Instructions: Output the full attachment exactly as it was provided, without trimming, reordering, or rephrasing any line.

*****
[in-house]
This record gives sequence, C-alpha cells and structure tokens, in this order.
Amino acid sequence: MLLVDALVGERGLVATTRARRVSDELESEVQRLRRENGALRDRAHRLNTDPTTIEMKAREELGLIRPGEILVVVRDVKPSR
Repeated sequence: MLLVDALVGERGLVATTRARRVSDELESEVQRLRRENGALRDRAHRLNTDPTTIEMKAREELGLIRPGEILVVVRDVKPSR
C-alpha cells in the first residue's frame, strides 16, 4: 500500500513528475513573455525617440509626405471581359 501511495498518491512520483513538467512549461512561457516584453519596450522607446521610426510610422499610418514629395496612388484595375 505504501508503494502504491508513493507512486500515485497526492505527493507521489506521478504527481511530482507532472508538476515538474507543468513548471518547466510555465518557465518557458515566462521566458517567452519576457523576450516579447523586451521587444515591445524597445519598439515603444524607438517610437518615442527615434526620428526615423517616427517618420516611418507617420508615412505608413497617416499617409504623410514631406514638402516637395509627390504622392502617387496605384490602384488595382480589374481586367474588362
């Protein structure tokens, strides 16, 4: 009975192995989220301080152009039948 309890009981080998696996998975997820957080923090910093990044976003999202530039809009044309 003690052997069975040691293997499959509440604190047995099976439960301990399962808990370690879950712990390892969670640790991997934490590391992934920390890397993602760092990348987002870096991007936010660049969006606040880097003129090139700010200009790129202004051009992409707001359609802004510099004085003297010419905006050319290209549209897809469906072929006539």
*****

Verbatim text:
[in-house]
This record gives sequence, C-alpha cells and structure tokens, in this order.
Amino acid sequence: MLLVDALVGERGLVATTRARRVSDELESEVQRLRRENGALRDRAHRLNTDPTTIEMKAREELGLIRPGEILVVVRDVKPSR
Repeated sequence: MLLVDALVGERGLVATTRARRVSDELESEVQRLRRENGALRDRAHRLNTDPTTIEMKAREELGLIRPGEILVVVRDVKPSR
C-alpha cells in the first residue's frame, strides 16, 4: 500500500513528475513573455525617440509626405471581359 501511495498518491512520483513538467512549461512561457516584453519596450522607446521610426510610422499610418514629395496612388484595375 505504501508503494502504491508513493507512486500515485497526492505527493507521489506521478504527481511530482507532472508538476515538474507543468513548471518547466510555465518557465518557458515566462521566458517567452519576457523576450516579447523586451521587444515591445524597445519598439515603444524607438517610437518615442527615434526620428526615423517616427517618420516611418507617420508615412505608413497617416499617409504623410514631406514638402516637395509627390504622392502617387496605384490602384488595382480589374481586367474588362
């Protein structure tokens, strides 16, 4: 009975192995989220301080152009039948 309890009981080998696996998975997820957080923090910093990044976003999202530039809009044309 003690052997069975040691293997499959509440604190047995099976439960301990399962808990370690879950712990390892969670640790991997934490590391992934920390890397993602760092990348987002870096991007936010660049969006606040880097003129090139700010200009790129202004051009992409707001359609802004510099004085003297010419905006050319290209549209897809469906072929006539």